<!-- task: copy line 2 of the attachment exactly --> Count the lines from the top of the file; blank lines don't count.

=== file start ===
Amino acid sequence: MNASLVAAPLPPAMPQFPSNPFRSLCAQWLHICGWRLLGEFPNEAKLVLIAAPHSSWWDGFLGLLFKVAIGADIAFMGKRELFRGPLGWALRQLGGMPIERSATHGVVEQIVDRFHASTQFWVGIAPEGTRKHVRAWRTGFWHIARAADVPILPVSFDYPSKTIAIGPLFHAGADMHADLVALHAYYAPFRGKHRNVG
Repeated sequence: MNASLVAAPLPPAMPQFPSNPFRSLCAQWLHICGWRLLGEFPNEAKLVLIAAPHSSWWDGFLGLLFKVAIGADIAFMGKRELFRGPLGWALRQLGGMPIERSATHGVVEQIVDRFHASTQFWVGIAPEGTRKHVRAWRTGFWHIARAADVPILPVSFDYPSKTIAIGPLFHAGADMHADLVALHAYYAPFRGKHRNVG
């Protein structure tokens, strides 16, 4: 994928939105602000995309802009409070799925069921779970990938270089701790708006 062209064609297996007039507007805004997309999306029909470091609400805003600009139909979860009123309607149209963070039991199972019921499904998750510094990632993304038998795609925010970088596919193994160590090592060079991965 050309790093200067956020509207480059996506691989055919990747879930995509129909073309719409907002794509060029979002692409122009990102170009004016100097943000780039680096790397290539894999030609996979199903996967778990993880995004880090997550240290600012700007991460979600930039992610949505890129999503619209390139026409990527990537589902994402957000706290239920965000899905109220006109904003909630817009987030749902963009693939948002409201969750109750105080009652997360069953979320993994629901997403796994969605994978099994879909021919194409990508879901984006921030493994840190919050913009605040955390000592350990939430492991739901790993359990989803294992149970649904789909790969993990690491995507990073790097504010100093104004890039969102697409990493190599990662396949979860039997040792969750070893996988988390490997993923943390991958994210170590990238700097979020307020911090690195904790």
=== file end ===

Repeated sequence: MNASLVAAPLPPAMPQFPSNPFRSLCAQWLHICGWRLLGEFPNEAKLVLIAAPHSSWWDGFLGLLFKVAIGADIAFMGKRELFRGPLGWALRQLGGMPIERSATHGVVEQIVDRFHASTQFWVGIAPEGTRKHVRAWRTGFWHIARAADVPILPVSFDYPSKTIAIGPLFHAGADMHADLVALHAYYAPFRGKHRNVG